If you plan to fund an employer contribution following the close of the year, you need to keep two contribution deadlines in mind – one for deductibility and another for “annual additions.” These deadlines will depend upon your company’s tax status and the type of contribution to be made.

Deductibility deadline

To deduct an employer contribution for a given tax year, you must fund it no later than the due date of your company’s federal tax return, including extensions. Below is a summary of the filing deadlines for calendar year tax filers:

Tax Status

Filing Deadline

Extended Deadline

C-Corporation (or LLC taxed as C-Corp)

April 15

October 15

S-Corporation (or LLC taxed as S-Corp)

March 15

September 15

Partnership (or LLC taxed as a part)

March 15

September 15

Sole Proprietorship (or LLC taxed as sole prop)

April 15

October 15

Example - ABC S-Corp is a calendar year tax filer. Their 401(k) plan operates on a calendar plan year. Assuming no filing extension, ABC must fund their 2019 employer contribution no later than March 15, 2020 to deduct the contribution on their 2019 tax return. If an extension is filed, the deposit can be made as late as September 15, 2020.

Annual additions deadline

All contributions (and forfeitures) allocated to 401(k) plan participants during a “limitation year” are considered “annual additions” under Internal Revenue Code (IRC) section 415. For most 401(k) plans, the limitation year equals the plan year.

The annual additions deadline is later than the deductibility deadline. It’s based on the type of contribution being made.

Contribution type

Annual additions deadline

Safe harbor matching* and nonelective contributions

Last day of the plan year following the plan year in which the contribution is being made

Non-safe harbor matching and nonelective contributions

30 days following the due date of the company tax return (with extensions)

Contributions to correct failed plan testing - top heavy minimums, QNECs and QMACs

Last day of the plan year following the plan year in which the contribution is being made

*Safe harbor matching contributions are subject to an additional deadline if they are calculated on a per-payroll basis and not “trued-up” at year-end. These periodic matches must be deposited no later than the plan year quarter following the plan year quarter in which the match was earned.

401(k) provider deadlines

Following the close of each plan year, most 401(k) providers will send you a year-end information request – usually comprised of a questionnaire and an employee census request. They will likely impose a deadline for returning requested information if plan testing must be completed in time to meet the earliest ADP/ACP correction and/or contribution funding deadline. To hit a provider-imposed deadline (often January 31 for calendar year plans), it can be tempting to return missing or assumed information – in my experience, company ownership and compensation for self-employed individuals is the most difficult information to return quickly.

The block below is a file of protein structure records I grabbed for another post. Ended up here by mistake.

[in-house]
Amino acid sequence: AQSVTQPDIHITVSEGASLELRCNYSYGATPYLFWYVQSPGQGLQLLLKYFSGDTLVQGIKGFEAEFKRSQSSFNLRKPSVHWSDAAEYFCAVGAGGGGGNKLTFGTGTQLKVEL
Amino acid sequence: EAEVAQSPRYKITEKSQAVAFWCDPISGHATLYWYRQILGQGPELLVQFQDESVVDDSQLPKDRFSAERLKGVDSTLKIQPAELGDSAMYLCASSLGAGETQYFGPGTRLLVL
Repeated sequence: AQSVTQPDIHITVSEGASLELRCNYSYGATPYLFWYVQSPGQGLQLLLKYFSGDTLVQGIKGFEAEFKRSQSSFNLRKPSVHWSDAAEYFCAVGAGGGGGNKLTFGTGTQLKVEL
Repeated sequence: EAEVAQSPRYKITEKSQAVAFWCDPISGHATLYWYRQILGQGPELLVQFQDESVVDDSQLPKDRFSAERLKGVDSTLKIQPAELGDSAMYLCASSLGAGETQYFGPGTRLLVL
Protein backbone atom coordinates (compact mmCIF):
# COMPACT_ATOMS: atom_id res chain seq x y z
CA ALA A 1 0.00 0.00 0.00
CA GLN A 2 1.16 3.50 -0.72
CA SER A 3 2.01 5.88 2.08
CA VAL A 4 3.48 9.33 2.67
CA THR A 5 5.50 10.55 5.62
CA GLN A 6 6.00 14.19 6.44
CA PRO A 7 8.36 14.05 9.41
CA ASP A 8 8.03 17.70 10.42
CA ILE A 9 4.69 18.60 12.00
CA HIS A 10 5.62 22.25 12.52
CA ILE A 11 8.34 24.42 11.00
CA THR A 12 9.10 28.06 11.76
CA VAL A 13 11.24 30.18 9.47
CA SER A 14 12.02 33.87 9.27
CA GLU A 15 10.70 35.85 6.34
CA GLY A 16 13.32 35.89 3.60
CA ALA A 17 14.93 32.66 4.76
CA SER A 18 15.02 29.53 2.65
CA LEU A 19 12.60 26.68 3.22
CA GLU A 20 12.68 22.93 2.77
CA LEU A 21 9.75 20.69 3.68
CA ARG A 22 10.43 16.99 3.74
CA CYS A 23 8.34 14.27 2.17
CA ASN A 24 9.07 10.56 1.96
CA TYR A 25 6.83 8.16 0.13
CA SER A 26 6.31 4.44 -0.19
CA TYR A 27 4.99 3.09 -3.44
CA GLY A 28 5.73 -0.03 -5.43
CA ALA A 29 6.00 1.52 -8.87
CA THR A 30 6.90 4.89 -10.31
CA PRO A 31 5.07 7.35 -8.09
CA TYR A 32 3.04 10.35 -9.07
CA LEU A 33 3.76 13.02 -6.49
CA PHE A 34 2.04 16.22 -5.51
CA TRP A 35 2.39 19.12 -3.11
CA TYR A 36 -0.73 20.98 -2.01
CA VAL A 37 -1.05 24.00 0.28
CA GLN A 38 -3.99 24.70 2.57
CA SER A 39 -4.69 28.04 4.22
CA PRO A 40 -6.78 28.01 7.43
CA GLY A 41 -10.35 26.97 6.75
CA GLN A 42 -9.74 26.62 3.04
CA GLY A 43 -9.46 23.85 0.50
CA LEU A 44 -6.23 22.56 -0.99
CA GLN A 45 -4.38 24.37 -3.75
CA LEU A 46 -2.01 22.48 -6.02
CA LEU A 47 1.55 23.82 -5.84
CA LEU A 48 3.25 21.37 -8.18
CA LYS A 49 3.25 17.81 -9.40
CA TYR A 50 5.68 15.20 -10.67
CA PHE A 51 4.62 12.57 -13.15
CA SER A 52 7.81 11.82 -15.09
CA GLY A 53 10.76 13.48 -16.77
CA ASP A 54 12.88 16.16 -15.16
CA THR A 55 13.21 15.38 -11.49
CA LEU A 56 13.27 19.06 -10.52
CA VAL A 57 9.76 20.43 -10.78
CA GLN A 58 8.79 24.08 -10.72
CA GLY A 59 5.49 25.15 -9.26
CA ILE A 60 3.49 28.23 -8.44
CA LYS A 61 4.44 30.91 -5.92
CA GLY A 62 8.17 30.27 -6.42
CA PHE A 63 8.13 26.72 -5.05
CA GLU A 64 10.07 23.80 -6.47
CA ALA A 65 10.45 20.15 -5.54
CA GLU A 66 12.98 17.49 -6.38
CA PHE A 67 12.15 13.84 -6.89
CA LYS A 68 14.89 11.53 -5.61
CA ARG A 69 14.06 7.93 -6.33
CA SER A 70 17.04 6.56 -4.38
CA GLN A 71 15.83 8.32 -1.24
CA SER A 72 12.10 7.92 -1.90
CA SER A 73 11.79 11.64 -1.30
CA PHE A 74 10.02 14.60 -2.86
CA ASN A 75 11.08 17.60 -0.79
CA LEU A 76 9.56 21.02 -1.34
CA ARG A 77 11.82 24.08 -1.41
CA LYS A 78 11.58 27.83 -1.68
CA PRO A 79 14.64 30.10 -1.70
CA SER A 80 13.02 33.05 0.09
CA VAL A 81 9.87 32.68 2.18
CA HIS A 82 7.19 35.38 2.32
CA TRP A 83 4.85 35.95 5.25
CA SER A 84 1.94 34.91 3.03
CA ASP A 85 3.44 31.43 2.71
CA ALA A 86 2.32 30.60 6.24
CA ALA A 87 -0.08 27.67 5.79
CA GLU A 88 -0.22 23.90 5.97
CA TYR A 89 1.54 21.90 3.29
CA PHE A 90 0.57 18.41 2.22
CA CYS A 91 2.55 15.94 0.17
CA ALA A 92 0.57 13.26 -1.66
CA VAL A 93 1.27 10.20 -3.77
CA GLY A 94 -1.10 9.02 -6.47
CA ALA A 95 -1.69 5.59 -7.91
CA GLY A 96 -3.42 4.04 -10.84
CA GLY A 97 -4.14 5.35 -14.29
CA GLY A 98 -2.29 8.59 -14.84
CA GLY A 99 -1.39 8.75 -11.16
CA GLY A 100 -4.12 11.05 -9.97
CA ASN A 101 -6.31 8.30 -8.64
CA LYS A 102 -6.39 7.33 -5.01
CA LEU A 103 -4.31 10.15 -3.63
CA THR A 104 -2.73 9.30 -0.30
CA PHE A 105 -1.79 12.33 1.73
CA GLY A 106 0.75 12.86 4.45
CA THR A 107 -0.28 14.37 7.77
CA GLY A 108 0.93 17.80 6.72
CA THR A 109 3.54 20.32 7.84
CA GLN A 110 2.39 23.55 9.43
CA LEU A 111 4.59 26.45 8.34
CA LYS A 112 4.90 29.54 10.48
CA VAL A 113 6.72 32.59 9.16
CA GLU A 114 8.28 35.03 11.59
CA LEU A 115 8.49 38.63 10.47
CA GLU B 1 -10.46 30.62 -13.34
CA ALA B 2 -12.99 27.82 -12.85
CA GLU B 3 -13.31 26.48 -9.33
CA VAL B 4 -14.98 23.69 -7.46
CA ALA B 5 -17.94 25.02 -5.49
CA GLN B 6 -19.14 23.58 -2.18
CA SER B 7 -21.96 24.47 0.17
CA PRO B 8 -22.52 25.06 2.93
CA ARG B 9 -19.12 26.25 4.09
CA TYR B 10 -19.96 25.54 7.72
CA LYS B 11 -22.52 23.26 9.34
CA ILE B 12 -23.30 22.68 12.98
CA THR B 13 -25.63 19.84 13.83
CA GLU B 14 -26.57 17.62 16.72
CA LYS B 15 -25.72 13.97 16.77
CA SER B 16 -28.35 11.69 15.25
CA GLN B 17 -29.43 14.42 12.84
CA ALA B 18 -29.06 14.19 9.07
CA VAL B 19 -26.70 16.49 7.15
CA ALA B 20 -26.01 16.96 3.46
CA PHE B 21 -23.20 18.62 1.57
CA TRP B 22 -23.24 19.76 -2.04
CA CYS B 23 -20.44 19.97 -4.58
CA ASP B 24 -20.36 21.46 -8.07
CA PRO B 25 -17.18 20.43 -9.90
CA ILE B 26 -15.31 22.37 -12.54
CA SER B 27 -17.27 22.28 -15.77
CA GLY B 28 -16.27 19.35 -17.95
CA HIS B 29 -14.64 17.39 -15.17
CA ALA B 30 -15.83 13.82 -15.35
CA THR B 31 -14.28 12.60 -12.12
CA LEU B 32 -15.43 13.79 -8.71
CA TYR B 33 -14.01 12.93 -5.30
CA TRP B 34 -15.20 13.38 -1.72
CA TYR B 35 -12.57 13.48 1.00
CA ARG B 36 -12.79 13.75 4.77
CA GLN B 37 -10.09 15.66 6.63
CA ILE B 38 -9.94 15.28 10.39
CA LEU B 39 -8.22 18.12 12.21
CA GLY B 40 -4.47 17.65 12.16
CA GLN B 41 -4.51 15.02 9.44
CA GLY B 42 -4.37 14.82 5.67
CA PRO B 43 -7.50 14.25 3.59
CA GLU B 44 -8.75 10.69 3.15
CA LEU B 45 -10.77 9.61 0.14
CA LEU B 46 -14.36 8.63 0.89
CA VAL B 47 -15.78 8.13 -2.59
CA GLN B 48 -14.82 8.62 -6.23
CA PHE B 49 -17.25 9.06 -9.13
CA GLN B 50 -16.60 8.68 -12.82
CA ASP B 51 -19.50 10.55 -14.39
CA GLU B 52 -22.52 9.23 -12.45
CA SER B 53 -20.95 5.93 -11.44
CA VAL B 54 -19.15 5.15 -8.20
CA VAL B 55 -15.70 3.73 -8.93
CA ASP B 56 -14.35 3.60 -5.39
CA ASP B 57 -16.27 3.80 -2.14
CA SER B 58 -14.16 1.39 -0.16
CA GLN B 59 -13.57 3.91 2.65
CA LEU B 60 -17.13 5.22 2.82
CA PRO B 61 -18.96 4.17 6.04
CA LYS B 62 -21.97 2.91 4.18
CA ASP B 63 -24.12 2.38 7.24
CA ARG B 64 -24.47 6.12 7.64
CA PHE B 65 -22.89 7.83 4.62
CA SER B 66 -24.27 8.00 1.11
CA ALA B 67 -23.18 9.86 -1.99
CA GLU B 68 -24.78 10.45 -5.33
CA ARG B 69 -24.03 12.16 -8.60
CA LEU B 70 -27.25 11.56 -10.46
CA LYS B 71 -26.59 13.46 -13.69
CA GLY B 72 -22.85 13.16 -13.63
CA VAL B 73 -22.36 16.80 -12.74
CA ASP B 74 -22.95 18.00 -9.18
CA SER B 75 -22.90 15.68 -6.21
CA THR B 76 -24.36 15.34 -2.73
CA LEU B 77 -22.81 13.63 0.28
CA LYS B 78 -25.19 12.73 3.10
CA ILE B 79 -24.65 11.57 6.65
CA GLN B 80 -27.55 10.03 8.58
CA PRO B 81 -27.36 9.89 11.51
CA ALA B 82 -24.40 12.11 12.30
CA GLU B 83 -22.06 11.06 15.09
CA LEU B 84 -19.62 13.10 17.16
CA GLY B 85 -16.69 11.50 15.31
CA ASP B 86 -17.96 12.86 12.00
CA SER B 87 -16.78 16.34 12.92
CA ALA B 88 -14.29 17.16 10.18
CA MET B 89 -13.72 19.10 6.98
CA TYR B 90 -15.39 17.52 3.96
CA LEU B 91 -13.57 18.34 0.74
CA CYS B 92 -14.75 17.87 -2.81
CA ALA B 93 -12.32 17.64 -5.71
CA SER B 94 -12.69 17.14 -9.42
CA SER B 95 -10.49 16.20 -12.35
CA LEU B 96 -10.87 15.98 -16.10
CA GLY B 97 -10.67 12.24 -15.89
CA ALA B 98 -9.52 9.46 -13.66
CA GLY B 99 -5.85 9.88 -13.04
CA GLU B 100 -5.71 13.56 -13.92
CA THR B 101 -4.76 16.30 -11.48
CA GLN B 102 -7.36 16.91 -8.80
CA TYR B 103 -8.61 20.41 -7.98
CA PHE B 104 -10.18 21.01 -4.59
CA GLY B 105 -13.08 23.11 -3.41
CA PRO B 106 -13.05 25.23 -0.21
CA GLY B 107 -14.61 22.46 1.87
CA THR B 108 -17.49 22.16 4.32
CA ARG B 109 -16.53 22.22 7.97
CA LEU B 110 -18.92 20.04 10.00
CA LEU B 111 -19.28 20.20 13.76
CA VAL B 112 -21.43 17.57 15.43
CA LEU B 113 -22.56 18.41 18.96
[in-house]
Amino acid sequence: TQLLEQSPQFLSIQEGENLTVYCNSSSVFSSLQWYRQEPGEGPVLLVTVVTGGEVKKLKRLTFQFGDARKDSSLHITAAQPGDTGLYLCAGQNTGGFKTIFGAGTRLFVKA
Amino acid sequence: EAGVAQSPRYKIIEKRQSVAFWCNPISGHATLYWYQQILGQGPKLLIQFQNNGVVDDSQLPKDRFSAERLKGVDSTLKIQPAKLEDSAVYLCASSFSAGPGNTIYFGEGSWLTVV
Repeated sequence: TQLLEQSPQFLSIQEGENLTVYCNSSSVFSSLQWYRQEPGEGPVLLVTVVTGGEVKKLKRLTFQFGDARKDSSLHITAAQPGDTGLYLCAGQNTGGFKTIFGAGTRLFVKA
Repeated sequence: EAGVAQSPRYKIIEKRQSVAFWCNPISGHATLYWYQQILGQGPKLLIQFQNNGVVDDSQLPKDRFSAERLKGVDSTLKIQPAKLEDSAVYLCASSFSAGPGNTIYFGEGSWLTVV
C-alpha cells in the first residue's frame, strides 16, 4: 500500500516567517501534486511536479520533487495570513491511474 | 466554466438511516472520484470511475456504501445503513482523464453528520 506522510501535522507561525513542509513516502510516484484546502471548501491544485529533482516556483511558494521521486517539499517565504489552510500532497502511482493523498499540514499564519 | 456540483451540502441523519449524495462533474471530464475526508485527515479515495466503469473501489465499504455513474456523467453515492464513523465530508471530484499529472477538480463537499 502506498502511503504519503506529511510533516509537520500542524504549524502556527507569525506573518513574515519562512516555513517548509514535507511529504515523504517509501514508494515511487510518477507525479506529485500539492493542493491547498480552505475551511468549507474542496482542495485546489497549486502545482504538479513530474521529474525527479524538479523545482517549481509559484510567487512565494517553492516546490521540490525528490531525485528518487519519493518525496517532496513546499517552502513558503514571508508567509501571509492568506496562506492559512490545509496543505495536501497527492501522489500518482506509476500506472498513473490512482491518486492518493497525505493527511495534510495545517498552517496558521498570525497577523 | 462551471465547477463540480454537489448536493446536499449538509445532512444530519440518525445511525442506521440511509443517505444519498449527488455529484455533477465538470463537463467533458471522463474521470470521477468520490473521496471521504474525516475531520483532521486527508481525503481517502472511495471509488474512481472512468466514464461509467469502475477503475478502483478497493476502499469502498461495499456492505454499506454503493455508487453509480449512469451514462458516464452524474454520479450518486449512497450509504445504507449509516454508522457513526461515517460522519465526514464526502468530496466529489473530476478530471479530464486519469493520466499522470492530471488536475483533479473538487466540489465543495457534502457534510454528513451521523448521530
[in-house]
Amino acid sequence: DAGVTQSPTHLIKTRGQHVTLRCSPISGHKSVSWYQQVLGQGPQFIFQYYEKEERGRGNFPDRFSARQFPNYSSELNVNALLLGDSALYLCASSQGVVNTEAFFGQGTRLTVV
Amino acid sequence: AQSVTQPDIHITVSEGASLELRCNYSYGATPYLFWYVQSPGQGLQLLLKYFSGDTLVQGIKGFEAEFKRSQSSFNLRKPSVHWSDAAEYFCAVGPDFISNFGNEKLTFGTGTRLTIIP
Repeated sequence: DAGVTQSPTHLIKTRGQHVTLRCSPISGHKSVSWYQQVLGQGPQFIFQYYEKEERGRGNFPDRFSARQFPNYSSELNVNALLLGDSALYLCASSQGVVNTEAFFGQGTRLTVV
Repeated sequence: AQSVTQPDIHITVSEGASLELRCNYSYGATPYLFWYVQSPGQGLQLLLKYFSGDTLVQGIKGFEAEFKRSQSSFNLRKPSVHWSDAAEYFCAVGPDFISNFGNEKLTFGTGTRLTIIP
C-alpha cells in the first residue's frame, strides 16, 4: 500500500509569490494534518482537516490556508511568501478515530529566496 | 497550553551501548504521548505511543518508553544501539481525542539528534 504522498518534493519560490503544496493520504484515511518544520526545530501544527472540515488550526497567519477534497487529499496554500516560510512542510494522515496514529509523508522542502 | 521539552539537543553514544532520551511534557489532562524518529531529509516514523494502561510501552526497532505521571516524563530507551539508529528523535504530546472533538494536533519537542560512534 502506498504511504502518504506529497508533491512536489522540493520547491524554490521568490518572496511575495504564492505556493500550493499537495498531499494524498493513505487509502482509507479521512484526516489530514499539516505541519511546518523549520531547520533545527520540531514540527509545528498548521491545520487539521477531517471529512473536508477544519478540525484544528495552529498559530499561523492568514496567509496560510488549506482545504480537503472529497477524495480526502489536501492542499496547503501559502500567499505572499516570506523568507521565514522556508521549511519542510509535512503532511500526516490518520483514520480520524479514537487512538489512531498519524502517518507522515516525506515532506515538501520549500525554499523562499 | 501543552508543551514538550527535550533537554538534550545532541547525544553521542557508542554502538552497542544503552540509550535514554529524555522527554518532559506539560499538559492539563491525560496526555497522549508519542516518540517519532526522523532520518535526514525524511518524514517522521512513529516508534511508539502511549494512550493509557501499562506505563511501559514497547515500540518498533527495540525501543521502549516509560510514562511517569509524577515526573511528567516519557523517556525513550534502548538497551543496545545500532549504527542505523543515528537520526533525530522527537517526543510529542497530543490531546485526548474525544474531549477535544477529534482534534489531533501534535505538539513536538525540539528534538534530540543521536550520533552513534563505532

Don’t do it! Inaccurate information can lead to false test results. A false fail can lead to unnecessary corrections, while a false pass lead to uncorrected test failures. These issues can be expensive to fix years later.

Due to the stakes, you want to be 100% sure about the questionnaire responses you provide – even if that means a delay in plan testing. If you’re not sure how to respond, ask your 401(k) provider.

401(k) testing is important – attention is required

401(k) plans offer valuable tax benefits to employers and employees alike. These benefits are not free, however – to earn them, employers must keep their 401(k) plan in compliance with IRS qualification requirements.

One of the most technical qualification requirements is annual nondiscrimination and limits testing. Fortunately, a professional TPA most often completes this work today. However, employers should still understand testing basics even when a TPA is hired. One of the most important basics to understand is test deadlines. These are easily understood with a little education.

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About Eric Droblyen

Eric Droblyen began his career as an ERISA compliance specialist with Charles Schwab in the mid-1990s. His keen grasp on 401k plan administration and compliance matters has made Eric a sought after speaker. He has delivered presentations at a number of events, including the American Society of Pension Professionals and Actuaries (ASPPA) Annual Conference. As President and CEO of Employee Fiduciary, Eric is responsible for all aspects of the company’s operations and service delivery.